Main Article Content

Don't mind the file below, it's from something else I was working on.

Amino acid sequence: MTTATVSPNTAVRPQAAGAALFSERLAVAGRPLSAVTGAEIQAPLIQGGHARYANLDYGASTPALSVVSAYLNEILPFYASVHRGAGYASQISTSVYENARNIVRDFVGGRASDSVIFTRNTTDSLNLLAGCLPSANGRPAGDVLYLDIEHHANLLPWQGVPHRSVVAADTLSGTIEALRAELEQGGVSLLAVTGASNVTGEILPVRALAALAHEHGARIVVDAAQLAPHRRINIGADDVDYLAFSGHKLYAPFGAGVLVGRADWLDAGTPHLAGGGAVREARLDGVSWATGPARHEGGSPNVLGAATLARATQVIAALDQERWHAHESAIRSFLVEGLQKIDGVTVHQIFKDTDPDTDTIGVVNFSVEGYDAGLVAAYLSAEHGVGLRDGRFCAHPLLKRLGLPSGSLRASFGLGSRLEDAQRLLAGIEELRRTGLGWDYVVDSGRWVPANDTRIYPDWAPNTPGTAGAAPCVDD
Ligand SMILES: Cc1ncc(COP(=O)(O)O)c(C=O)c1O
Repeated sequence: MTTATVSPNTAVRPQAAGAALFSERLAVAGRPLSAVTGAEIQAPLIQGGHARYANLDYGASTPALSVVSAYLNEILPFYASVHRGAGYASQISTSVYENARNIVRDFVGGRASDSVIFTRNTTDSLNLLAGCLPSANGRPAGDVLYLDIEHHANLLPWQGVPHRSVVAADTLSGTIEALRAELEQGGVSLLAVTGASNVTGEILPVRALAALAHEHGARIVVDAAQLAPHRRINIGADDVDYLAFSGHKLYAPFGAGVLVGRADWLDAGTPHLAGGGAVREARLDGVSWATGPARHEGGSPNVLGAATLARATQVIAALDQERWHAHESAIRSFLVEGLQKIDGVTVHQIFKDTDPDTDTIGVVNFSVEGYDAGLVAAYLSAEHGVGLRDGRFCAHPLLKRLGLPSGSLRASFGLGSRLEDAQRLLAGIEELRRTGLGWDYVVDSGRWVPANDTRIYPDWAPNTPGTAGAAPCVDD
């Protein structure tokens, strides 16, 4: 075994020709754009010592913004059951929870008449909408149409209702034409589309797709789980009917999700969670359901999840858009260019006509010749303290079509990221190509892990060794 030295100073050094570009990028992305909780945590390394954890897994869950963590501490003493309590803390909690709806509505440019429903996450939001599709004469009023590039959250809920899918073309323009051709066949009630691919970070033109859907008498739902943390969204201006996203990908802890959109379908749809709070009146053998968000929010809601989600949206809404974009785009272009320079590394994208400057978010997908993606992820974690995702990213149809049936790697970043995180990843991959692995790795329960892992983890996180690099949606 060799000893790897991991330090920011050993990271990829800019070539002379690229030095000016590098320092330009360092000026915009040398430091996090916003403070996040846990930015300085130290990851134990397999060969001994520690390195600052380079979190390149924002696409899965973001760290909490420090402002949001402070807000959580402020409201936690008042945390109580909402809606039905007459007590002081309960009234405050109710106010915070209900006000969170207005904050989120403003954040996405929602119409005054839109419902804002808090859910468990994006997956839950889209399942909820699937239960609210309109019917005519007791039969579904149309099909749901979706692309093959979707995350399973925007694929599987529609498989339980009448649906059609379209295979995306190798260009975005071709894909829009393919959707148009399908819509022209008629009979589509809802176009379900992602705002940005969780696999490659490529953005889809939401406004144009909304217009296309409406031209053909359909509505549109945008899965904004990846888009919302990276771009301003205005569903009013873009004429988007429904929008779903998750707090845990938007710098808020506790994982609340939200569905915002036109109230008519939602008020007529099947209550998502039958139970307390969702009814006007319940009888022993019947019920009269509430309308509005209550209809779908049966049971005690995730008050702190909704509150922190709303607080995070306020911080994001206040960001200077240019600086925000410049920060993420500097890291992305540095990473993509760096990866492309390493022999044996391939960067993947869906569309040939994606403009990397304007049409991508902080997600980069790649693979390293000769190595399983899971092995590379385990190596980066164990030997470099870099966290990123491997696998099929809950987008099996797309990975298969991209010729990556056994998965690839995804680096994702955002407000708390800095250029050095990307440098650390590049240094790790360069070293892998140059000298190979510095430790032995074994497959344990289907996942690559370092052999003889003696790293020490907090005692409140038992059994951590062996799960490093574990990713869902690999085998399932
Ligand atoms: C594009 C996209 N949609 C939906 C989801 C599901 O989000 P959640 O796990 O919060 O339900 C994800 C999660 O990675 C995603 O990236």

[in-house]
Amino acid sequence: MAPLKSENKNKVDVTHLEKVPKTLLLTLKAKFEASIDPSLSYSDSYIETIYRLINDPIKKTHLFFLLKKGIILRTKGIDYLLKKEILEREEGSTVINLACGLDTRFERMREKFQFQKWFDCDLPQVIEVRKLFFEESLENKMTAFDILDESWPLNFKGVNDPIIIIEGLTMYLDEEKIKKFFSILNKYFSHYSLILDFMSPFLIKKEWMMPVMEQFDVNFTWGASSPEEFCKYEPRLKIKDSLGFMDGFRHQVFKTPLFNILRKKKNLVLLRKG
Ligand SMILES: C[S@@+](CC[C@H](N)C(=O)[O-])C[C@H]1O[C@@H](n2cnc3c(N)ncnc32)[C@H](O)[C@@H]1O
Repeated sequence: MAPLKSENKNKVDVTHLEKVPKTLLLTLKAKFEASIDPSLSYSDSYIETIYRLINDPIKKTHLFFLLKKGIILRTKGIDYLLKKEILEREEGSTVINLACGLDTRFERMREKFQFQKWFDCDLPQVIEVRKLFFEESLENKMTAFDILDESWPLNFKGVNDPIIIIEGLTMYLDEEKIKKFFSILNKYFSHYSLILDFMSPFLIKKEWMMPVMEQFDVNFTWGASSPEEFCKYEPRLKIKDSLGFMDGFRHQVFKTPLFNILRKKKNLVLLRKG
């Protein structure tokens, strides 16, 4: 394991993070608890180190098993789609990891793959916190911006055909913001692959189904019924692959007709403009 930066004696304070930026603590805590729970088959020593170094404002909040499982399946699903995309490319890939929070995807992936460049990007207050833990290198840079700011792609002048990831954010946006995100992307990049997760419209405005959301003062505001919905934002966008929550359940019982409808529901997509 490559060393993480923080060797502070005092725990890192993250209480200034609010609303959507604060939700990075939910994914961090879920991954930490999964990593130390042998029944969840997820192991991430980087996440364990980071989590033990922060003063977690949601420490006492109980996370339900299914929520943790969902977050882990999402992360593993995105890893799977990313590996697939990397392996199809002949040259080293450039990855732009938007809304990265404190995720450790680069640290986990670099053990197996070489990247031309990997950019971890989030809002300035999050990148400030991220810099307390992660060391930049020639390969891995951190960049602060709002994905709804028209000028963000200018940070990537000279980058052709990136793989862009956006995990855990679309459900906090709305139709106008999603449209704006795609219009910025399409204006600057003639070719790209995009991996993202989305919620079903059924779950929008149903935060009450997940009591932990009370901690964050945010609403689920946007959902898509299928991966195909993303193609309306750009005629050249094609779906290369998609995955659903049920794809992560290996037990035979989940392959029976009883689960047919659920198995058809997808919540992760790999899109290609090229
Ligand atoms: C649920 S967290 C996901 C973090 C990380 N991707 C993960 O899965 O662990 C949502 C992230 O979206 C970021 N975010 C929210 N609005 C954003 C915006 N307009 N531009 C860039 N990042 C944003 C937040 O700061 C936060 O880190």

We present a definition of cause and effect in terms of decision-theoretic primitives and thereby provide a principled foundation for causal reasoning. Our definition departs from the traditional view of causation in that causal assertions may vary with the set of decisions available. We argue that this approach provides added clarity to the notion of cause. Also in this paper, we examine the encoding of causal relationships in directed acyclic graphs. We describe a special class of influence diagrams, those in canonical form, and show its relationship to Pearl's representation of cause and effect. Finally, we show how canonical form facilitates counterfactual reasoning.